"Boo says that you were not asked," the ranger snapped. The hamster gave a decisive squeak.

"Hey Sarevok, here's something to keep you occupied," Imoen said over her shoulder. "How about not being an enormous jerk today? See how that works out for you." She glanced at her sister, lowering her voice. "Mae. Seriously…why?"

Maera shook her head, resigned. "I can't explain it, Im. I honestly can't. Oghma knows I wish I could, but... I'm sorry. I know it's…not pleasant, having him along."

"'Not pleasant'? When did you get crowned Queen Understatement? Look, I don't deny that he's a good fighter, but he's hurting your focus, and that's always been your edge. Whatever is going on here, figure it out so it doesn't accidentally get you killed."

They had known each other more than half their lives, and yet every time Imoen let the sunny mask slip to reveal the sharp mind behind, she was surprised. Maera dipped her head in acquiescence. "You're right, Im. I will."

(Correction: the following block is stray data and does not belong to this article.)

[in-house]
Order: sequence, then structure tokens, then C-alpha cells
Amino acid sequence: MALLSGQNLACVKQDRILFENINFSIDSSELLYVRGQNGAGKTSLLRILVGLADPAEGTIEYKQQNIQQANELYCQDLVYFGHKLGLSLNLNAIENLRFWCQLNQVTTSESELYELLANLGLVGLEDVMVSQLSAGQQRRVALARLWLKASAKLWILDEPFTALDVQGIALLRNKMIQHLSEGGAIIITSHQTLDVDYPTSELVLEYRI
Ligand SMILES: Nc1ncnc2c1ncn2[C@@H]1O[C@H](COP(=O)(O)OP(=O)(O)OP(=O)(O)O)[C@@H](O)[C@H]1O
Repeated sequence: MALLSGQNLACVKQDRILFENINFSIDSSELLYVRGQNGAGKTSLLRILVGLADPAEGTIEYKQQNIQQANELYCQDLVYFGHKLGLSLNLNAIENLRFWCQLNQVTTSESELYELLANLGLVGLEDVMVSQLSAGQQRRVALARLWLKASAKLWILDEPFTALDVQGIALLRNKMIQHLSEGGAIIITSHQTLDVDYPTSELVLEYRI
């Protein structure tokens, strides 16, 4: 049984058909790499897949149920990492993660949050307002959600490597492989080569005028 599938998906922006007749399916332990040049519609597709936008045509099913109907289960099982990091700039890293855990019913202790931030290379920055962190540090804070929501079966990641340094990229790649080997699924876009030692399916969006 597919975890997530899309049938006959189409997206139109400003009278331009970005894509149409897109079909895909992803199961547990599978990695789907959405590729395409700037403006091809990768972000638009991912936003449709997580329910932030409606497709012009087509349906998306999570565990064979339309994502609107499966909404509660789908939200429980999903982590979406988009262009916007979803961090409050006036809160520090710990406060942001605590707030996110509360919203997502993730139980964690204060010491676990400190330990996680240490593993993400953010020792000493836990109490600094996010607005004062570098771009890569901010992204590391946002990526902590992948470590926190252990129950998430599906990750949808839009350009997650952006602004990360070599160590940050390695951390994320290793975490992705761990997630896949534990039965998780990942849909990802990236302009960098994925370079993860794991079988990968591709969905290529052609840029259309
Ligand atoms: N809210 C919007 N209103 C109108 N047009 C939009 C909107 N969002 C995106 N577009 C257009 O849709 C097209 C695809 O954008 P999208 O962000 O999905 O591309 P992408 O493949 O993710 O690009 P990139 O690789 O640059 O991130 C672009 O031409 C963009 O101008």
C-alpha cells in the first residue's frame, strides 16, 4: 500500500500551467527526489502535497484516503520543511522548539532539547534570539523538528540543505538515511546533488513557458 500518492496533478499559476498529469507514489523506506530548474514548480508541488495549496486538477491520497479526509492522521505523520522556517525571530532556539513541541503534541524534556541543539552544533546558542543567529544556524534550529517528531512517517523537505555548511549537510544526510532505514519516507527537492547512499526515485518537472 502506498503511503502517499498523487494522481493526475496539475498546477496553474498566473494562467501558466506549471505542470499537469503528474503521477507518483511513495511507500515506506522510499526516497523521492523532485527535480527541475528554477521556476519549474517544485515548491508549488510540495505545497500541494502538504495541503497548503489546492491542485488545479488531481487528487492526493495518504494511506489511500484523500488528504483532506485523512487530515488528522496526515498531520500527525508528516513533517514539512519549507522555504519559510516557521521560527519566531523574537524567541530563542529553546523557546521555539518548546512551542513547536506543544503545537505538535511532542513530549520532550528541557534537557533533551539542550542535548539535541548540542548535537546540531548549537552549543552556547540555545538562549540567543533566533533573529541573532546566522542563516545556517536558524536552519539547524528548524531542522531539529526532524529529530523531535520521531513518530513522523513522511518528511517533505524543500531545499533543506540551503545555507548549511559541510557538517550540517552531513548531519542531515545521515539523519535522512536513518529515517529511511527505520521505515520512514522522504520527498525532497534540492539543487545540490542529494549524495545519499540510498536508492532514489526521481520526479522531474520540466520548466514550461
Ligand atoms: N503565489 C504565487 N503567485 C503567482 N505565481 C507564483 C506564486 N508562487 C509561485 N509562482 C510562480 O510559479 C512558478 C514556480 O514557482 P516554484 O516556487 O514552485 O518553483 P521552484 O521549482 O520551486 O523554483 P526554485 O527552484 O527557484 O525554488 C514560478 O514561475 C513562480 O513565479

Imoen smiled, cheery and arch once more. "You'd better. Because I'd hate to have to explain to Kelsey why I set you on fire. He might frown at me. Or do that thing with his eyebrows."

Maera chuckled, backhanding her sister's shoulder affectionately. And between one step and the next, everything went dark.

She blinked hard, disoriented and out of sorts, and as her wits returned, she realized she was in the pocket plane, alone. The only light was that which radiated from the solar, who stood before her, hands clasped demurely. "Where is everyone?" Maera asked.

"Your companions remain in the mortal realm."

"Aren't they going to be a little worried that I just vanished?"

"No." The familiar, peaceful smile spread over the solar's lovely face. "We are not within time now. All that you see and experience here will, for them, seem to occur between the space of two breaths. Worry not, godchild."

"So why am I here?"

"It is time," the solar said softly, "to learn of your origins."

A chill spread in Maera's stomach, and she swallowed. "Why is that?"

"All things have their beginning, godchild, and the place in which a journey began is often just as important as its destination. Observe."